No fistful of dollars for film industry as Hollywood reopens

The film Unhinged seems to be living up to its name. In a move as improbable and fearless as any on-screen stunt, the forthcoming thriller starring Russell Crowe will shortly attempt to land a real cinema audience and help claw the movie business out of a three-month torpor.

By bringing forward its release date from September, Solstice — the independent studio behind Unhinged — is making a $30m bet that on July 10 Americans will come out to see the first new film in cinemas since the pandemic shut down theatres and halted production in March. Though a precise date is yet to be set it will also be shown in UK and Irish cinemas next month.

“We are the proverbial canary in the coal mine,” says Mark Gill, chief executive of Solstice. “We don’t know how this will work out. It’s impossible to project.”

Indie filmmakers are used to taking both financial and artistic risks but a daring mindset may prove essential in the post-coronavirus era. For when sets and cinemas went dark, the patchwork system for financing films made beyond the big studios also froze.

Hollywood is now seeking to reopen: California said last week that production could resume. But the industry does not expect investors to return along with filming, according to interviews with a dozen media bankers, lawyers and producers. Production costs are rising, revenues look less certain and lending and insurance are evaporating ⁠ — leaving equity investors more exposed.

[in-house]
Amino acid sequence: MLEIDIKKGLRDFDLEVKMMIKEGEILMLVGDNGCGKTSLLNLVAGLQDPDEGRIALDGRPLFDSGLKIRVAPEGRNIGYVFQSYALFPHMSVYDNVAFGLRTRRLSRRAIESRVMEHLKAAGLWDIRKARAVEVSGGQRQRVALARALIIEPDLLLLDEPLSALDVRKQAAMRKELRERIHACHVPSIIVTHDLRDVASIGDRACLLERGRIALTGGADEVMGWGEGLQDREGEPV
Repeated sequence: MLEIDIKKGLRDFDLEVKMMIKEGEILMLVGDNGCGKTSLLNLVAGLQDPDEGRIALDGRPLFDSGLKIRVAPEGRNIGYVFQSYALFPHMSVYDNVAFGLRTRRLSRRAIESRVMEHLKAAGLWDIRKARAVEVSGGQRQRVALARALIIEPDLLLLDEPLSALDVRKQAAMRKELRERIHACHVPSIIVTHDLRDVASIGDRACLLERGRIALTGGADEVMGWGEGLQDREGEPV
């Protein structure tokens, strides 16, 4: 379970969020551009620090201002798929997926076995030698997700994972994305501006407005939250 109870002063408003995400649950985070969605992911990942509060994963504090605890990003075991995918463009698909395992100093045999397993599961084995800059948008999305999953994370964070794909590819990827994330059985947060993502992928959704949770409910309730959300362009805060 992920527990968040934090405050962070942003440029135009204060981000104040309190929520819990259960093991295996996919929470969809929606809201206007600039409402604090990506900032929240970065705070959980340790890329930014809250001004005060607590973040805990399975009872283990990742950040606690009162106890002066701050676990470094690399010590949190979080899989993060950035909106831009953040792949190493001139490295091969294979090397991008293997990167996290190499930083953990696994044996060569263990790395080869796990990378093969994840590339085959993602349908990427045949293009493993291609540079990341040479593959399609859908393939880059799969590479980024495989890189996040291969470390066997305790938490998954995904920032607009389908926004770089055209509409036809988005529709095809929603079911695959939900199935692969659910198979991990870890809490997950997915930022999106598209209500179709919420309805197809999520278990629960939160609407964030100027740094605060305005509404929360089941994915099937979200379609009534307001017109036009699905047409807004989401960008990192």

Chart showing nationwide US cinema releases for 2019 and 2020

“It’s super-dangerous to be an investor, it’s totally insane,” said one banker in the sector overseeing hundreds of millions of euros of loans to film projects.

There is an expectation that commercial lenders and some private financiers will balk at taking coronavirus-related risks, further increasing Hollywood’s reliance on deep-pocketed streamers such as Netflix or Amazon to fund films.

Exacerbating the shift is a two-decade-long squeeze on the traditional model for bankrolling movies through pre-sale deals on territorial rights, struck at festivals such as Cannes or Sundance, which were then used to raise loans. “Right now, on a classic British indie film, you could be happy with 10 or 20 per cent of the budget coming from international pre-sales and it used to be as high as 30 to 50 per cent,” said Zygi Kamasa, chief executive of Lionsgate Films UK, a movie distributor and producer.

As cinema attendance waned, the movie business had already been veering towards crowd-pleasing superhero fare and away from independent film. In a post-Covid-19 world, there is even less certainty on how much a risky movie can earn.